Update: Richard Van Noorden at Nature runs the numbers on this paper, and comes to the same conclusions: you can't use it to say that US papers are more prone to fraud. . .
There's a new paper in the Journal of Medical Ethics looking at fraudulent publications. The author went back and studied the papers in the PubMed database that have been retracted during the last ten years (there are 788 of them), looking for trends. And so far, the press coverage that I've seen of his conclusions seems to be missing the point.
One thing that stands out is that retracted papers tend to come from higher-profile journals. That makes sense to me, because that's (a) where they're more likely to be noticed, and (b) where the editors are more likely to care. As you move down the list, people just seem to start shrugging their shoulders. Has a paper ever been retracted from Bioorganic and Medicinal Chemistry Letters, for example? I can't think of any, and readers are invited to try to find one themselves.
Another conclusion is that retracted papers tend to come from serial offenders. Over half the retracted papers had a first author who had retracted something else. I think that probably represents cases where someone had published a body of fraudulent work which all got exposed at once, but if that's not a serial offender, I don't know what is.
But a third conclusion is the one getting the headline writers going. The paper examines the retractions, looking for whether they were withdrawn for error or for fraud. The US is notable for having more retractions in the latter category, as compared to the rest of the world: one third of its 260 retracted papers are attributed to fraud, while the rest of the world comes in between 20% and 25%. So you get things like "US Scientists More Likely To Commit Fraud". But no, for that conclusion to be valid, you'd want to know how many fraudulent papers were published as a percentage of the whole output.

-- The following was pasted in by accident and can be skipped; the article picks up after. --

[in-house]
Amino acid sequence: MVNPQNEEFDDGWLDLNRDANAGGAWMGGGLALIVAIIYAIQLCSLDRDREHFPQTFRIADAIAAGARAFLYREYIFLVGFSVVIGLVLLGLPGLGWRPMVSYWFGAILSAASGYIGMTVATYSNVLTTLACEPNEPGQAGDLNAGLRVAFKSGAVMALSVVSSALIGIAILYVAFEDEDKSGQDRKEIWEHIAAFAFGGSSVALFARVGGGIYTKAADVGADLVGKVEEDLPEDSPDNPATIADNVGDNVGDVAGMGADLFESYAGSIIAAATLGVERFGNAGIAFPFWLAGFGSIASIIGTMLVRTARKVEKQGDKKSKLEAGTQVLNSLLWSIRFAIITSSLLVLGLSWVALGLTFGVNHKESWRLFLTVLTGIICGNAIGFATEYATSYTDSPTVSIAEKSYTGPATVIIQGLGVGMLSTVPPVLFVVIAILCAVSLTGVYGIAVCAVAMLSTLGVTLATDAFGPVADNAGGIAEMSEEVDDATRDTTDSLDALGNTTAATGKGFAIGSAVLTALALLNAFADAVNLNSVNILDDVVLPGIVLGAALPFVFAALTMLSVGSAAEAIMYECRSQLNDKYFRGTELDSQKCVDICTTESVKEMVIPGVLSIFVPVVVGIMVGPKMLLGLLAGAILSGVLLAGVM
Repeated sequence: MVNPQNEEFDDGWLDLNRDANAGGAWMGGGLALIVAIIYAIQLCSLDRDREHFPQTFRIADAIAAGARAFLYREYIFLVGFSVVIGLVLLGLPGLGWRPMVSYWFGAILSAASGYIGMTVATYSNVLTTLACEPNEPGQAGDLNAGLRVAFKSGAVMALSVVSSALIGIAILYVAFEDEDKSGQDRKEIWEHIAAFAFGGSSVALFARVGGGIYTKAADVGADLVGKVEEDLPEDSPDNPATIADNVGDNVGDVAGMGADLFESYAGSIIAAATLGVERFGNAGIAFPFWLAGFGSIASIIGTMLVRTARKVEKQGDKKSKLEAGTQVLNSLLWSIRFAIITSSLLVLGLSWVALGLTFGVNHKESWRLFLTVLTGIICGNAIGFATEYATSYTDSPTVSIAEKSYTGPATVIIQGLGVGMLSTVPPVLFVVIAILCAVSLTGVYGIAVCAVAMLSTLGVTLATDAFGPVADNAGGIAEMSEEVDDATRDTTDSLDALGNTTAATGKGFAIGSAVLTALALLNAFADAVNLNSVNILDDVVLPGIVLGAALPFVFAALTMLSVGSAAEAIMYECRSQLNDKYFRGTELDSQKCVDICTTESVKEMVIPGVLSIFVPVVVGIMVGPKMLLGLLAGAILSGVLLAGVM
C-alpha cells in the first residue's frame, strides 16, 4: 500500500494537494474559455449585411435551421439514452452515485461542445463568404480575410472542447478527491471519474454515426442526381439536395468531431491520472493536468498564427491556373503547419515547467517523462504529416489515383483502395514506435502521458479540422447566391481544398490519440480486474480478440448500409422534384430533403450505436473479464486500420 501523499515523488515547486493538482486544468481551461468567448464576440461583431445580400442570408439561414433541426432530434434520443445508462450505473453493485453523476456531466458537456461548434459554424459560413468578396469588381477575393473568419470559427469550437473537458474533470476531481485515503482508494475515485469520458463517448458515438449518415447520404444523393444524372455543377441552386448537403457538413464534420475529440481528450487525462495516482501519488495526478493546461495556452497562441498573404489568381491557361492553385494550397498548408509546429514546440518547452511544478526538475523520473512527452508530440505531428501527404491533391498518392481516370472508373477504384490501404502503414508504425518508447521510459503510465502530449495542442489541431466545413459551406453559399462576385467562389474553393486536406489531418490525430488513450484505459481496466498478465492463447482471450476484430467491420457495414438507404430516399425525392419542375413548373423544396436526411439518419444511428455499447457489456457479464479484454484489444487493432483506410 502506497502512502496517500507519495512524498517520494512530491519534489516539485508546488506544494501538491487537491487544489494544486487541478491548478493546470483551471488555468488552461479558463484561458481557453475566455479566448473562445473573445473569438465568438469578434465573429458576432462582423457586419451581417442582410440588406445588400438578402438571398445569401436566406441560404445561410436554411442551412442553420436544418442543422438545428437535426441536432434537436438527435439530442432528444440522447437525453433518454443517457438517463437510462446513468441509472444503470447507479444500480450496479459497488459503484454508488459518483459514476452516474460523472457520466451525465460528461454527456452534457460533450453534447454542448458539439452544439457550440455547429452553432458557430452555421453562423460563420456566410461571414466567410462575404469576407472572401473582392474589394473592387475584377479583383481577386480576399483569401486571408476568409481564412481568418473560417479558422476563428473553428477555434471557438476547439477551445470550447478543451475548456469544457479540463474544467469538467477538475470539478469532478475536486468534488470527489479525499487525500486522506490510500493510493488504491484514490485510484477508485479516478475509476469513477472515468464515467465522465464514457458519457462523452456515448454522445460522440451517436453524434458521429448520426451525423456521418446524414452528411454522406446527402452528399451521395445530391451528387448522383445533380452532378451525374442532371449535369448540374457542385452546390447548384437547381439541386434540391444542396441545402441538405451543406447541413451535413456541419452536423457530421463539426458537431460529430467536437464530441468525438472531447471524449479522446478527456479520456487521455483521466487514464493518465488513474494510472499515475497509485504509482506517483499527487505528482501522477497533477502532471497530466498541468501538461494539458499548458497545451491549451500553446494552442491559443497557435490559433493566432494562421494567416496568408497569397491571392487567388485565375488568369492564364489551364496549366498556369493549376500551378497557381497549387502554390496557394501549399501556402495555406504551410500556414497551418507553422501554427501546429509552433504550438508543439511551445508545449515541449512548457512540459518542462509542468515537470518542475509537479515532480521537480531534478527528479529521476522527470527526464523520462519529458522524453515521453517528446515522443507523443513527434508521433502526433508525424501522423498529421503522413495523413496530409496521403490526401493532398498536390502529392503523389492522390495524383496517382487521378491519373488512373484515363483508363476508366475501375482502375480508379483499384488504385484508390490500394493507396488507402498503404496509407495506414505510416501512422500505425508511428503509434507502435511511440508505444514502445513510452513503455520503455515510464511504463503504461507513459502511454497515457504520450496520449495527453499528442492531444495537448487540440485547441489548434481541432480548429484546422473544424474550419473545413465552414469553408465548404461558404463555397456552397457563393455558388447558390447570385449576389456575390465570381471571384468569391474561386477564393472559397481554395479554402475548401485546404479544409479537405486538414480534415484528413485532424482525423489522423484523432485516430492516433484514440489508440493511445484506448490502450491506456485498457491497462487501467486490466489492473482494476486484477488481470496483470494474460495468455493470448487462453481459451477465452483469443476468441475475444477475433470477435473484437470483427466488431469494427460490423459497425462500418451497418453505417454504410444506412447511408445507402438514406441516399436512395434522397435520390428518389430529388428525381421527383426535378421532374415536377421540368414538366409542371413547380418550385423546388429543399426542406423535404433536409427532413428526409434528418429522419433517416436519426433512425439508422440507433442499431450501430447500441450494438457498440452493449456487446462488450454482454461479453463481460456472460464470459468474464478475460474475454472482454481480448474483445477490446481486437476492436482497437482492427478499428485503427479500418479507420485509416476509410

Even that wouldn't tell you the whole story. Remember, we're looking at papers that have actually been retracted. Most published fraudulent research never gets to that point. Lower-end journals have a terrible problem with plagiarized, derivative junk. Piles of it gets sent to them, then too much of it gets into print, and it just sits there, with no one ever paying any attention. Well, years later, some poor person might try to reproduce a prep, find that it doesn't work, sigh, and try something else, but otherwise. . .
No, in the same way that the prominent journals are over-represented, I think that the US might be a bit over-represented because slightly more fraud gets caught. More US papers appear in prominent journals than average, and fewer appear in the absolute bottom-rung journals. The United States accounts for at least one-third of the total scientific paper output, so those 260 papers out of 788 are exactly what you'd expect if all other things were equal. But other things aren't equal. We may have more prominent (and more harmful) frauds here, but I'd be willing to bet that as a proportion of the whole, we have fewer of them.
One last note: the figures in this paper seem to conflict with an earlier analysis, which seems to have found fewer retracted papers in PubMed, and a higher proportion of them tainted by fraud. Who's right?